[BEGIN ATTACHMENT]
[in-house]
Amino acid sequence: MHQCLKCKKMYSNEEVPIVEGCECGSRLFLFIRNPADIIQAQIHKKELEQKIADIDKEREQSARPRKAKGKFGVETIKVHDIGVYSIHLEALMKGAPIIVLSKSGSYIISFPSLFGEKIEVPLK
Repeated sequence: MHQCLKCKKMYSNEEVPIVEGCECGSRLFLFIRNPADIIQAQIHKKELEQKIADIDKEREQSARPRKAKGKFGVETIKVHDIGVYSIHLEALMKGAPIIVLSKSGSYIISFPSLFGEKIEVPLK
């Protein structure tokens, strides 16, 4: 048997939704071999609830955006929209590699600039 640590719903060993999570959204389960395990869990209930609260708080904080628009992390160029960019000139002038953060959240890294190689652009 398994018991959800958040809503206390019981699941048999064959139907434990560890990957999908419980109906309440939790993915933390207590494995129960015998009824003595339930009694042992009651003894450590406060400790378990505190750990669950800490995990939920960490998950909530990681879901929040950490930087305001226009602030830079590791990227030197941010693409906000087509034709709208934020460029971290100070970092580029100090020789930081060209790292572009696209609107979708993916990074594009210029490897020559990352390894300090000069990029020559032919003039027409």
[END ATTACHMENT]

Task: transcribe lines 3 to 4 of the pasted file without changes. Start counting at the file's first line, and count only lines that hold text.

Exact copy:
Repeated sequence: MHQCLKCKKMYSNEEVPIVEGCECGSRLFLFIRNPADIIQAQIHKKELEQKIADIDKEREQSARPRKAKGKFGVETIKVHDIGVYSIHLEALMKGAPIIVLSKSGSYIISFPSLFGEKIEVPLK
């Protein structure tokens, strides 16, 4: 048997939704071999609830955006929209590699600039 640590719903060993999570959204389960395990869990209930609260708080904080628009992390160029960019000139002038953060959240890294190689652009 398994018991959800958040809503206390019981699941048999064959139907434990560890990957999908419980109906309440939790993915933390207590494995129960015998009824003595339930009694042992009651003894450590406060400790378990505190750990669950800490995990939920960490998950909530990681879901929040950490930087305001226009602030830079590791990227030197941010693409906000087509034709709208934020460029971290100070970092580029100090020789930081060209790292572009696209609107979708993916990074594009210029490897020559990352390894300090000069990029020559032919003039027409």